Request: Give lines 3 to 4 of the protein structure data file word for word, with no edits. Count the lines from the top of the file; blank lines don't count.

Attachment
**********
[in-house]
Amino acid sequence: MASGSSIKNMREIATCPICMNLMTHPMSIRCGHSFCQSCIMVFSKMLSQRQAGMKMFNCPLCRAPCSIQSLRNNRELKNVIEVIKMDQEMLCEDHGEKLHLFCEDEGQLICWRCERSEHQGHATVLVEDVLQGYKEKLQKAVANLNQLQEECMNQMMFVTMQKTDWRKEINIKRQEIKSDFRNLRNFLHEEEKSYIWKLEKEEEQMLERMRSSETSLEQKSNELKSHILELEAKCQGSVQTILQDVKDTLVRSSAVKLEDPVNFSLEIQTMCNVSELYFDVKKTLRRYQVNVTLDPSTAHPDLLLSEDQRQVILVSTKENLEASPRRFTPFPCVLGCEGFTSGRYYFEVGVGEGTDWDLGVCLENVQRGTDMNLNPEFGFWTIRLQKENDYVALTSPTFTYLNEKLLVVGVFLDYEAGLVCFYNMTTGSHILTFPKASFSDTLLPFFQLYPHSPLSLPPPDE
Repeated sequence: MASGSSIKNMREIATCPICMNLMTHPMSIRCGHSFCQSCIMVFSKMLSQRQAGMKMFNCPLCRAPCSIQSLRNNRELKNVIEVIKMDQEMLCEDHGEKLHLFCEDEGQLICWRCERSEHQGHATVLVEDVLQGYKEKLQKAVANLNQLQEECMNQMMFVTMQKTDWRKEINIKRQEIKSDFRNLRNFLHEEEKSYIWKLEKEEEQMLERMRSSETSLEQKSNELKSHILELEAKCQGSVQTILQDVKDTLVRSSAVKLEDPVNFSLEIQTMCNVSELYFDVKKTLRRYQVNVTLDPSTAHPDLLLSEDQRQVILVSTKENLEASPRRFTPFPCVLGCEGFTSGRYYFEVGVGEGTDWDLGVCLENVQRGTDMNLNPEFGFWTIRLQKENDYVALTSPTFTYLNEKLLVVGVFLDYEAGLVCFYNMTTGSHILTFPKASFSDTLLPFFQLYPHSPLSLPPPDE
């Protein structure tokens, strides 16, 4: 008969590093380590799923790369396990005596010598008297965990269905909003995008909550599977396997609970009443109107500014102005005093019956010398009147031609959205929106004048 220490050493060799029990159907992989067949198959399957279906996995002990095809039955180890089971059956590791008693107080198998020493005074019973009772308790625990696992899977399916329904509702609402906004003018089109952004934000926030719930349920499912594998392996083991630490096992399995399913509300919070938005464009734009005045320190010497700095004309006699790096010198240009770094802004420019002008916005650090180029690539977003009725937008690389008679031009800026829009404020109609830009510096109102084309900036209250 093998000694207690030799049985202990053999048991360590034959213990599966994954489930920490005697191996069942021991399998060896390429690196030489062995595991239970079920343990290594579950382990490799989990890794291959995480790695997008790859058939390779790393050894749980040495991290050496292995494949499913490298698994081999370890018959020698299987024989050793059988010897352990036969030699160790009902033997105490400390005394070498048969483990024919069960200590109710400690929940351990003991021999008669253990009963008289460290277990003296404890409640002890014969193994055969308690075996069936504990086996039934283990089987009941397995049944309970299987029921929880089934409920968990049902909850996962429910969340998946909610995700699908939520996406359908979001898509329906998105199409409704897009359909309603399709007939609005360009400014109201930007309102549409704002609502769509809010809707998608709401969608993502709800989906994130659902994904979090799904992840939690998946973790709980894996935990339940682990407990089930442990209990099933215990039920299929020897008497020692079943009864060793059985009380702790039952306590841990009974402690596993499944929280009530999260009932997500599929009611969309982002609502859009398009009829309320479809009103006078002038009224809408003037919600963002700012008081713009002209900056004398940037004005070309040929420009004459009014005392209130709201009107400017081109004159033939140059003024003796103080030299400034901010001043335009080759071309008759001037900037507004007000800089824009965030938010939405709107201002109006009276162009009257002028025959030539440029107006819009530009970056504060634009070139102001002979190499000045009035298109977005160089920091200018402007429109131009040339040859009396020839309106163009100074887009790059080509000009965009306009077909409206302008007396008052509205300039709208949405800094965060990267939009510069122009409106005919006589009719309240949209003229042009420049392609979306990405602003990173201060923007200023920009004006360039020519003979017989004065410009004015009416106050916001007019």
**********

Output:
Repeated sequence: MASGSSIKNMREIATCPICMNLMTHPMSIRCGHSFCQSCIMVFSKMLSQRQAGMKMFNCPLCRAPCSIQSLRNNRELKNVIEVIKMDQEMLCEDHGEKLHLFCEDEGQLICWRCERSEHQGHATVLVEDVLQGYKEKLQKAVANLNQLQEECMNQMMFVTMQKTDWRKEINIKRQEIKSDFRNLRNFLHEEEKSYIWKLEKEEEQMLERMRSSETSLEQKSNELKSHILELEAKCQGSVQTILQDVKDTLVRSSAVKLEDPVNFSLEIQTMCNVSELYFDVKKTLRRYQVNVTLDPSTAHPDLLLSEDQRQVILVSTKENLEASPRRFTPFPCVLGCEGFTSGRYYFEVGVGEGTDWDLGVCLENVQRGTDMNLNPEFGFWTIRLQKENDYVALTSPTFTYLNEKLLVVGVFLDYEAGLVCFYNMTTGSHILTFPKASFSDTLLPFFQLYPHSPLSLPPPDE
């Protein structure tokens, strides 16, 4: 008969590093380590799923790369396990005596010598008297965990269905909003995008909550599977396997609970009443109107500014102005005093019956010398009147031609959205929106004048 220490050493060799029990159907992989067949198959399957279906996995002990095809039955180890089971059956590791008693107080198998020493005074019973009772308790625990696992899977399916329904509702609402906004003018089109952004934000926030719930349920499912594998392996083991630490096992399995399913509300919070938005464009734009005045320190010497700095004309006699790096010198240009770094802004420019002008916005650090180029690539977003009725937008690389008679031009800026829009404020109609830009510096109102084309900036209250 093998000694207690030799049985202990053999048991360590034959213990599966994954489930920490005697191996069942021991399998060896390429690196030489062995595991239970079920343990290594579950382990490799989990890794291959995480790695997008790859058939390779790393050894749980040495991290050496292995494949499913490298698994081999370890018959020698299987024989050793059988010897352990036969030699160790009902033997105490400390005394070498048969483990024919069960200590109710400690929940351990003991021999008669253990009963008289460290277990003296404890409640002890014969193994055969308690075996069936504990086996039934283990089987009941397995049944309970299987029921929880089934409920968990049902909850996962429910969340998946909610995700699908939520996406359908979001898509329906998105199409409704897009359909309603399709007939609005360009400014109201930007309102549409704002609502769509809010809707998608709401969608993502709800989906994130659902994904979090799904992840939690998946973790709980894996935990339940682990407990089930442990209990099933215990039920299929020897008497020692079943009864060793059985009380702790039952306590841990009974402690596993499944929280009530999260009932997500599929009611969309982002609502859009398009009829309320479809009103006078002038009224809408003037919600963002700012008081713009002209900056004398940037004005070309040929420009004459009014005392209130709201009107400017081109004159033939140059003024003796103080030299400034901010001043335009080759071309008759001037900037507004007000800089824009965030938010939405709107201002109006009276162009009257002028025959030539440029107006819009530009970056504060634009070139102001002979190499000045009035298109977005160089920091200018402007429109131009040339040859009396020839309106163009100074887009790059080509000009965009306009077909409206302008007396008052509205300039709208949405800094965060990267939009510069122009409106005919006589009719309240949209003229042009420049392609979306990405602003990173201060923007200023920009004006360039020519003979017989004065410009004015009416106050916001007019």